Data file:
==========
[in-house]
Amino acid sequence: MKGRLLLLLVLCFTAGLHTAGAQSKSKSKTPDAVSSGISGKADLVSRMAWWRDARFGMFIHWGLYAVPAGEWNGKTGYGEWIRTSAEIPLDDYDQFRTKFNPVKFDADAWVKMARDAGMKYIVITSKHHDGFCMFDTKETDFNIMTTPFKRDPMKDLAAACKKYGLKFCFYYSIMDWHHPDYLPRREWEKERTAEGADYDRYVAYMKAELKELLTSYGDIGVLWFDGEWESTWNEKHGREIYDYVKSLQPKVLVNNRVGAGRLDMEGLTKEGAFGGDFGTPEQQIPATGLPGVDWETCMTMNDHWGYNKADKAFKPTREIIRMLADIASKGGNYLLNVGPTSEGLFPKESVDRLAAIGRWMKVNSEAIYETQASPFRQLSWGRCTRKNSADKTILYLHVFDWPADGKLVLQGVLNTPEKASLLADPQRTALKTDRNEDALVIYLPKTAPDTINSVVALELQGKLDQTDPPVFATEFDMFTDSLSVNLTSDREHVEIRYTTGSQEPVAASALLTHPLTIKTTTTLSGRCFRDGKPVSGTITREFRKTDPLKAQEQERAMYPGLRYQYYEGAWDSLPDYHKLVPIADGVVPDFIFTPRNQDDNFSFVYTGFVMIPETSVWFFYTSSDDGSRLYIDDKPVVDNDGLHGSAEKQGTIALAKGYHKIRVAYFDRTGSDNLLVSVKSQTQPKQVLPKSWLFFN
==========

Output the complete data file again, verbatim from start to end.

[in-house]
Amino acid sequence: MKGRLLLLLVLCFTAGLHTAGAQSKSKSKTPDAVSSGISGKADLVSRMAWWRDARFGMFIHWGLYAVPAGEWNGKTGYGEWIRTSAEIPLDDYDQFRTKFNPVKFDADAWVKMARDAGMKYIVITSKHHDGFCMFDTKETDFNIMTTPFKRDPMKDLAAACKKYGLKFCFYYSIMDWHHPDYLPRREWEKERTAEGADYDRYVAYMKAELKELLTSYGDIGVLWFDGEWESTWNEKHGREIYDYVKSLQPKVLVNNRVGAGRLDMEGLTKEGAFGGDFGTPEQQIPATGLPGVDWETCMTMNDHWGYNKADKAFKPTREIIRMLADIASKGGNYLLNVGPTSEGLFPKESVDRLAAIGRWMKVNSEAIYETQASPFRQLSWGRCTRKNSADKTILYLHVFDWPADGKLVLQGVLNTPEKASLLADPQRTALKTDRNEDALVIYLPKTAPDTINSVVALELQGKLDQTDPPVFATEFDMFTDSLSVNLTSDREHVEIRYTTGSQEPVAASALLTHPLTIKTTTTLSGRCFRDGKPVSGTITREFRKTDPLKAQEQERAMYPGLRYQYYEGAWDSLPDYHKLVPIADGVVPDFIFTPRNQDDNFSFVYTGFVMIPETSVWFFYTSSDDGSRLYIDDKPVVDNDGLHGSAEKQGTIALAKGYHKIRVAYFDRTGSDNLLVSVKSQTQPKQVLPKSWLFFN